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High critical current density and enhanced irreversibility field in superconducting MgB2 thin films

Abstract

The discovery of superconductivity at 39 K in magnesium diboride1 offers the possibility of a new class of low-cost, high-performance superconducting materials for magnets and electronic applications. This compound has twice the transition temperature of Nb3Sn and four times that of Nb-Ti alloy, and the vital prerequisite of strongly linked current flow has already been demonstrated2,3,4,5. One possible drawback, however, is that the magnetic field at which superconductivity is destroyed is modest. Furthermore, the field which limits the range of practical applications—the irreversibility field H*(T)—is approximately 7 T at liquid helium temperature (4.2 K), significantly lower than about 10 T for Nb-Ti (ref. 6) and 20 T for Nb3Sn (ref. 7). Here we show that MgB2 thin films that are alloyed with oxygen can exhibit a much steeper temperature dependence of H*(T) than is observed in bulk materials, yielding an H* value at 4.2 K greater than 14 T. In addition, very high critical current densities at 4.2 K are achieved: 1 MA cm-2 at 1 T and 105 A cm-2 at 10 T. These results demonstrate that MgB2 has potential for high-field superconducting applications.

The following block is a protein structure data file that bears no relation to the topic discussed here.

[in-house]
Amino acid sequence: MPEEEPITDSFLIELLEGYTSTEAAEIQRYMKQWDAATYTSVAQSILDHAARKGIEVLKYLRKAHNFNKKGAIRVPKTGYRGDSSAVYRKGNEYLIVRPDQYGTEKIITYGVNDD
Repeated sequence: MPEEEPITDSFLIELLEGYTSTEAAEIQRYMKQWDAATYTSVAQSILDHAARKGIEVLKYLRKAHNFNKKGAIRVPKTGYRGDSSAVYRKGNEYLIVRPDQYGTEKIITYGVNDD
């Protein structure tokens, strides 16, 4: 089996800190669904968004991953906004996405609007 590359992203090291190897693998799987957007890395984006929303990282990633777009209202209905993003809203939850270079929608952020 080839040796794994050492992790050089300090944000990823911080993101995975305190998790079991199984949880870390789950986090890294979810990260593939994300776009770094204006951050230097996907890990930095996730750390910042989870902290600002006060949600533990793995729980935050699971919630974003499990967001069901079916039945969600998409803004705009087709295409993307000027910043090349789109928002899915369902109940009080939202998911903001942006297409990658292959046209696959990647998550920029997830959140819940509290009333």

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Acknowledgements

The work at the University of Wisconsin was supported by funding from the US Department of Energy, the Air Force Office of Scientific Research, the National Science Foundation through the Materials Research Science and Education Center for Nanostructured Materials and a David Lucile Packard Fellowship (C.B.E.). The work at Princeton University was supported by the National Science Foundation and the US Department of Energy.

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Correspondence to C. B. Eom.

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Further reading

Figure 1: X-ray diffraction θ–2θ scans of films 1 (black curve), 2 (red curve) and 3 (blue curve), showing both (002) MgB2 and (002) MgO peaks.
Figure 2: Resistivity as a function of temperature.
Figure 3: Magnetization measurements for films 1 (red curves), 2 (black curves), and 3 (blue curves).
Figure 4: Transmission electron microscopy.

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